Research Features

Ketamine depression treatment development

An international collaboration of scientists have now isolated a Ketamine metabolite with anti-depressant qualities. The researchers hope potential breakthrough could lead to the development of future medication for severe depression that is resistant to current treatments.

 

Experts estimate that depression affects almost 1 in 6 of us at some point in our lives. Whilst the severity of symptoms can vary, there are major depressive disorders that can be particularly difficult to treat. Unfortunately, certain types of severe depression just do not respond to traditional antidepressants and mood stabilisers– or even in some cases – electroconvulsive therapy.

A single dose of ketamine has rapid and lasting antidepressant effects in patients with major depression or bipolar disorder. The Hamilton Rating Scale for Depression (HRSD) is a questionnaire used to evaluate the severity of patients’ depression. Less than two hours after ketamine application, HRSD scores decreased significantly, and the effect lasted for several days. (Image courtesy of Carlos A. Zarate)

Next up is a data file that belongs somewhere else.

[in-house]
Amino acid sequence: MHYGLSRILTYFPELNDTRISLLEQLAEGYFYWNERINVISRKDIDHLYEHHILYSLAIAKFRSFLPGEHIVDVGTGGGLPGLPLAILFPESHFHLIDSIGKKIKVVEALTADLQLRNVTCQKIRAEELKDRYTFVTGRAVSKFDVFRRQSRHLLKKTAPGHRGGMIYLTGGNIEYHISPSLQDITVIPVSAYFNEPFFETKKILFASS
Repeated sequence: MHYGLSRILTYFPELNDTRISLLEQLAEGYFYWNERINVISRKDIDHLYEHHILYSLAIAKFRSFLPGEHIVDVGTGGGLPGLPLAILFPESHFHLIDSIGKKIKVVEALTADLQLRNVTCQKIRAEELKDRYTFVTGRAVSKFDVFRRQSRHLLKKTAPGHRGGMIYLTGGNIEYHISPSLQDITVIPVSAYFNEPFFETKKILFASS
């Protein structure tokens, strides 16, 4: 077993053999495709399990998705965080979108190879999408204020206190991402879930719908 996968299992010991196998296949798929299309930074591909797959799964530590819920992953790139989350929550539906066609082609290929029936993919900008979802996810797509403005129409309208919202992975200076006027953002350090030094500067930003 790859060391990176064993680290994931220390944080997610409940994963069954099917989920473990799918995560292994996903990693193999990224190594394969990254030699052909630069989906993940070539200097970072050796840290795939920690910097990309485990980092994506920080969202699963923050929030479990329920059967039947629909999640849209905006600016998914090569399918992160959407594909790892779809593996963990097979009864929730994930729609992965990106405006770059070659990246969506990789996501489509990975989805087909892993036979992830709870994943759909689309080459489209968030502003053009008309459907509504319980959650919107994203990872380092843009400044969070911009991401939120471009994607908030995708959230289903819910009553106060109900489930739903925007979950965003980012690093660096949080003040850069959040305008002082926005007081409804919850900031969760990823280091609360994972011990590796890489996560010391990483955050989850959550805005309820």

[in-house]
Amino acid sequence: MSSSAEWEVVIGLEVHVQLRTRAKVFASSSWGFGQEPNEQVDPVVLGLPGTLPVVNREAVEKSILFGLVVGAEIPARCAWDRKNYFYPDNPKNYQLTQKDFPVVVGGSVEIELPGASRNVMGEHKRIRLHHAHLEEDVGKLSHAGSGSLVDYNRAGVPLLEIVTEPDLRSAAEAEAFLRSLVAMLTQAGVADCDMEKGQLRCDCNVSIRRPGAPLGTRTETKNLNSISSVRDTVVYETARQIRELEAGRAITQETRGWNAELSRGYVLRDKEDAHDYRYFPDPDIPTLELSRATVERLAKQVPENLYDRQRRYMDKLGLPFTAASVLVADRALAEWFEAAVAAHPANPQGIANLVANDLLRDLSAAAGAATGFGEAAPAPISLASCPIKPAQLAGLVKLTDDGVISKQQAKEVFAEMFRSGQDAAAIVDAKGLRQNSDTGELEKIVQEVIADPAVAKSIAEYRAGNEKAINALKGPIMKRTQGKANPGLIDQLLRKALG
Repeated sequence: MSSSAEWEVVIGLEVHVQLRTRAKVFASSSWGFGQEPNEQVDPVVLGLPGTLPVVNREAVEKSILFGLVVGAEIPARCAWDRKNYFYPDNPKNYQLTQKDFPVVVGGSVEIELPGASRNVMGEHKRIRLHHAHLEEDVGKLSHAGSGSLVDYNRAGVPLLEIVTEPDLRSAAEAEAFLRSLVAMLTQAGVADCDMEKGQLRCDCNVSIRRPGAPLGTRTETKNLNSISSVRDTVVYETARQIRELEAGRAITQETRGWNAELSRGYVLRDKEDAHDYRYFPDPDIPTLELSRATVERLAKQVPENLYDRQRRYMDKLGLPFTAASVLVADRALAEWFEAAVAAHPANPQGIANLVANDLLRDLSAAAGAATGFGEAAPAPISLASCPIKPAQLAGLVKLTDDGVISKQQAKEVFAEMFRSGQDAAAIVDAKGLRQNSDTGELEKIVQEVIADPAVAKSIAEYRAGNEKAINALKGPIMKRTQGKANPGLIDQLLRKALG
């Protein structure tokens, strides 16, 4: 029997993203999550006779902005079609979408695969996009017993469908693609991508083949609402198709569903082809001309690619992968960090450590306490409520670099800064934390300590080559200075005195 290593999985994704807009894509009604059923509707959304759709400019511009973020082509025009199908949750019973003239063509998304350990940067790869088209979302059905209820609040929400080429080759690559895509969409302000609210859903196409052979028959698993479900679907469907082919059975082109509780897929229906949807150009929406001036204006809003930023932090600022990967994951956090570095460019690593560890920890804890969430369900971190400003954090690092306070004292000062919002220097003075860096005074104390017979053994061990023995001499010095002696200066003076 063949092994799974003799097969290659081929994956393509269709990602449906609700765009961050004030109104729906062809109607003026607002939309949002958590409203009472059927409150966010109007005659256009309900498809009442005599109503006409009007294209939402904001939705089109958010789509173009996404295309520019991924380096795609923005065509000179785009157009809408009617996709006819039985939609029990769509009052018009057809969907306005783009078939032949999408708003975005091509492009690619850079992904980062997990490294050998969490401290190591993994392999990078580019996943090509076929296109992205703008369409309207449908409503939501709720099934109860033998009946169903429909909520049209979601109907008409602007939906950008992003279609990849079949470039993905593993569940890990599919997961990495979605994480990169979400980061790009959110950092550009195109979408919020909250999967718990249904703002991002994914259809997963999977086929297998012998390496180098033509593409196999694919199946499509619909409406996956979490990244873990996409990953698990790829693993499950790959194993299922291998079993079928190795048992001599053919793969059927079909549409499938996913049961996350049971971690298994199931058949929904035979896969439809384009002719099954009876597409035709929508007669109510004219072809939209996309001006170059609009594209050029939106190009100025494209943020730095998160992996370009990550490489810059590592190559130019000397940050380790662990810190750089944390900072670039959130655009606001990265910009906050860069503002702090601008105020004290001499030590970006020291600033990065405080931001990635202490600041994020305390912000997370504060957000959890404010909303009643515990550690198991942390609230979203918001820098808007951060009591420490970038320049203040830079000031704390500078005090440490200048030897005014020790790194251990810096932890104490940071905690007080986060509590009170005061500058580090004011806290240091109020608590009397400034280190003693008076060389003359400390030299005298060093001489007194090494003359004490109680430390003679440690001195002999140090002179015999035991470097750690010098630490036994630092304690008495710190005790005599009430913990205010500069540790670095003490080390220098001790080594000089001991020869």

Ketamine has recently excited mental health researchers by proving to having powerful anti-depressant qualities, which take effect more rapidly and effectively than currently available medication. For patients with depression, especially those resistant to conventional treatments, ketamine could provide the life-line so desperately needed. Nevertheless, any potential benefits for medicating depression with unadulterated Ketamine comes with the catch of unwanted dissociative, anaesthetic and addictive side-effects.

 

Fortunately, an international collaboration of scientists have now found a solution to the ketamine quandary. Panos Zanos, Todd Gould, and their teams at the University of Maryland School of Medicine and intramural programs of NIMH, NCATS, and NIA, managed to isolate a metabolite from Ketamine with rapid anti-depressant qualities. The mood-boosting metabolite, (2R,6R)-hydroxynorketamine, is produced as our bodies break down ketamine: yet crucially does not have the downside of ketamine’s undesirable psychoactive properties. Todd Gould is ‘cautiously optimistic’ that the study’s results from mice can be replicated in human trials. Hopefully, the newly-discovered metabolite will be proved to truly be a ‘miracle’ medication for depression – sans side-effects.